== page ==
Dog on the Run: Dealing with Pets Who Like to Escape
So, this time you think you’ve fortified the backyard enough to keep out an army (or, rather, keep them in). And yet, come morning, your dog has managed to slip through a gap in the fence only a contortionist should be able to manage.
Pets who like to escape can be a major source of stress and worry for their understandably concerned guardians. Whether they are high jumpers or diggers, or simply have a knack for stealth escapes through a cracked door, there are ways to address the problem of escape artist pets.
Understanding The Houdini Hound and Ninja Cat
First off, let’s address the general “why” of pet escape. In many cases, it has to do with one of the following causes:
- Lack of exercise – High energy breeds, such as border collies, cattle dogs, and Jack Russells, need to expend a lot of energy and require physical exercise and mentally engaging challenges.
- Instinct – It is in their nature for cats and dogs to want to explore and claim space. Many outdoor cats are likely to have defined their territories throughout the neighborhood, despite these boundaries being invisible to us.
- Lack of enrichment – Imagine if you were confined to a small space without anything to do… pets with barren, uninteresting surroundings and no one to play with can become bored and begin to plot their escape.
- Birds and bees – Unaltered pets, when in estrus, will seek out a mate through vocalization, spraying, and even wandering.
- Lack of training and socialization – Young or untrained dogs simply have not learned the rules of the home and may go by instinct (see above) when confronted with boredom, separation anxiety, or pent up energy.
Prevention Tips for Pets Who Like to Escape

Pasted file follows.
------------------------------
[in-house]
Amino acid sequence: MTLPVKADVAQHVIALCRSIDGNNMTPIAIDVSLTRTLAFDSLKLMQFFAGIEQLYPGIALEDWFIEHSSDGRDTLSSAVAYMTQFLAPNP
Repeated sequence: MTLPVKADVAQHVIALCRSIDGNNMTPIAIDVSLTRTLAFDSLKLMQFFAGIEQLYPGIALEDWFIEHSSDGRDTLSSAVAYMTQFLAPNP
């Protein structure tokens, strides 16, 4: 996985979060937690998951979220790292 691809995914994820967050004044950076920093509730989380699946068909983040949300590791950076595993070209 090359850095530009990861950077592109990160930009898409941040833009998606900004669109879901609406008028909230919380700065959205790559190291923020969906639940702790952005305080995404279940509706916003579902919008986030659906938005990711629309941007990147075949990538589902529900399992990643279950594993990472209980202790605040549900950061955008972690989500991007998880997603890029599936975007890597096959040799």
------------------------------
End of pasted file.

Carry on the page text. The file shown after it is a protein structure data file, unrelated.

Before we explore tactics to help you deal with an escape-prone pet, the first order of business is to ensure your pet’s safe return, should he wiggle his way out. If you have not had your pet microchipped, we strongly encourage you to do so, as well as maintain current identification tags, vaccinations, and parasite protection.
Determining the source of why your pet seeks to roam will help you create preventive tactics. If you are unsure, or believe your pet is running away due to fear, anxiety, or phobia, contact us for a consultation. It could mean some behavioral intervention is needed, or perhaps medications.
Other tips for putting the kibosh on the exploration attempts include:
- Locating the manner in which you dog or cat is escaping and fortify this area (loose window screen, gap in fence, fencing not high enough, etc.)
- Providing plenty of exercise each day with walks or other means of expending energy
- Spending time with your pet and/or consider adding another pet to the family to help provide companionship for an “only child” pet
- If your pet has not been spayed or neutered, consider doing so (safer for your pet and you will help reduce the stray and unwanted pet population)
- Addressing any underlying behavioral problems through veterinary care and professional training and socialization
- Bringing your pet indoors unless you are able to supervise him, or consider signing him up for doggie daycare while you are at work.
All pets have the capacity and curiosity to roam. Unfortunately, if this behavior becomes a habit, your pet’s chances of being injured or lost dramatically increase. To keep the wandering four-legged safe, begin by addressing the core reasons for this behavior and taking the time to pet escape-proof your home and yard.
For more information about what to do when your pet loves to be on the loose, contact your friends at Schertz Animal Hospital.
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Schertz Animal Hospital
Since 1976, Schertz Animal Hospital has offered the greater San Antonio area outstanding pet care. Our state-of-the-art animal hospital in Schertz, TX compliments our stress-free handling and experienced veterinary staff. Make an appointment online or give us a call at (210) 659-0345 today!